New York City Schools mishandled several cases of sexual assaults involving "economically disadvantaged black girls" between the ages of 13 to 15, three federal complaints argue.
Brooklyn-based attorney Carrie Goldberg filed the complaints with the U.S. Department of Education's Office for Civil Rights in November 2015, April and the most recent on June 4. Goldberg is now calling for the Education Department to jointly investigate NYC Schools with the U.S. Department of Justice, arguing these cases appear to present evidence of systematic racial and gender discrimination in the system.
The Huffington Post obtained redacted copies of the complaints along with dozens of pages of evidence. The names of all of the girls who allege they were sexually assaulted are being kept anonymous as they are minors.
In one case, a 15-year-old student at Teachers Preparatory School was forced to give oral sex to two boys in a stairwell, while five others stood guard, the complaint details. A few days after the assault, one of them told her at lunch that they were going to do it again, which prompted her to report the initial incident to a guidance counselor.
But the girl was suspended for engaging in sexual activity on school grounds, after the school claimed the encounter was consensual.
"This behavior constitutes a danger to the health, safety, welfare and morals of your child and others at school," a letter to the girl's parents, obtained by HuffPost, said.
An administrator revealed in a Feb. 29 conversation with the complainant's family that they were pursuing suspension charges against the girl because NYPD declined to make an arrest in the case, according to the complaint.
“"It was so much pressure. I couldn’t take it. At times I felt like giving up on my life."”
At M.S. 584, an 8th grade girl was punched in the genitals by a boy in the hallway, then he dry humped her while another boy slapped her across the head, according to the complaint.
After the school suspended the attacker for a month, the girl was stuck in three classes, lunch and gym with him, the complaint says. When she tried to transfer to McKinney Secondary School of the Arts, NYC Schools forced her to audition. They had the "survivor of sexual assault literally do a song and dance in order to attend a safe school," the complaint states.
Though the girl's family and legal team requested an audition waiver, NYC Schools ignored it, which the complaint argues is a violation of her Title IX rights for accommodations. She completed the audition, but McKinney declined to admit her, the complaint said.
The girl's family struggled for more than a month to get her into a new school, according to their filing.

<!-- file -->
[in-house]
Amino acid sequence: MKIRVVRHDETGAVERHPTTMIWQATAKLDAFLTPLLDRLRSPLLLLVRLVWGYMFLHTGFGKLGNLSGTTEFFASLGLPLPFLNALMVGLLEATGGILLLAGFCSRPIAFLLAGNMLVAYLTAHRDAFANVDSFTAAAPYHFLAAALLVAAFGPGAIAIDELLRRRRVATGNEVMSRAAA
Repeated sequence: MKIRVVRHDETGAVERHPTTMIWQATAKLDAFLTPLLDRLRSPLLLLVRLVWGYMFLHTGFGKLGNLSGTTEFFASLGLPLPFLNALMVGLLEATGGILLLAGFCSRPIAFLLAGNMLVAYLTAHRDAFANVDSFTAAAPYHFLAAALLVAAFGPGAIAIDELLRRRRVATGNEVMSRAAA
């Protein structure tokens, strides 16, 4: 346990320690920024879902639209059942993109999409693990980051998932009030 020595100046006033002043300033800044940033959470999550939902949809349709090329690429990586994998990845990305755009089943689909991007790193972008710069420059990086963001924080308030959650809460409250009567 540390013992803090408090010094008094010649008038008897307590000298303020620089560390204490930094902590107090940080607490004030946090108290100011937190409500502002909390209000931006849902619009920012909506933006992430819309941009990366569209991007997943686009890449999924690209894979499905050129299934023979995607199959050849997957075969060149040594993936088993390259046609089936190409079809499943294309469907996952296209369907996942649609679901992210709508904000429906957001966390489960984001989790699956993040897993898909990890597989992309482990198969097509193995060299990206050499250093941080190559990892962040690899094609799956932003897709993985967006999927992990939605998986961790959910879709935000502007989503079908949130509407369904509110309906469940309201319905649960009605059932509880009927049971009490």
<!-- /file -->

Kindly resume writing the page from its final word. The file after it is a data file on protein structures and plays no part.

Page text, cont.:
The third case, about an 8th grader from Spring Creek Community School who said she was sodomized, was first reported on by BuzzFeed in March. After the girl reported that a video of the incident was being shared among students, the school principal told her that she should transfer or she'd have to deal with gossip and harassment, according to the complaint.
“Everyone was blaming things on me,” she said. “It was so much pressure. I couldn’t take it. At times I felt like giving up on my life.”
““Teenage black girls are sexualized in society in a way that white girls are not."”
"I think there's a race and a class issue, in addition to a sexism issue," Goldberg told HuffPost. "Teenage black girls are sexualized in society in a way that white girls are not. In these cases, there was no doubt the sex happened, no belief the girls were making up the whole stories, there was ample proof this happened. What was being disbelieved was whether or not it's consensual."
Goldberg argues that in these cases where victims were unable to attend school without being harassed by their attackers, the schools "informally suspended" them.
NYC schools wouldn't say much about the allegations.
"Our legal team is reviewing these deeply troubling complaints and will respond to the Office for Civil Rights regarding any pending matters," spokeswoman Toya Holness told HuffPost.
The New York City Department of Education is currently subject to two federal investigations on sexual assault cases, one that opened in August 2015 and another that began in January.
Goldberg said she's convinced that NYC Schools "don't even realize the basics" of rights for victims of sexual violence under the gender equity law Title IX.
"None of my clients were told you have Title IX rights," Goldberg said. Each report of assault, she continued, must "trigger Title IX protocols, like stating, 'You have all these rights under Title IX, a right not to be retaliated against, to an investigation and counseling,' and on and on."
The Education Department's Office for Civil Rights currently has 90 investigations open at 82 K-12 schools and school districts over the handling of sexual assault cases.
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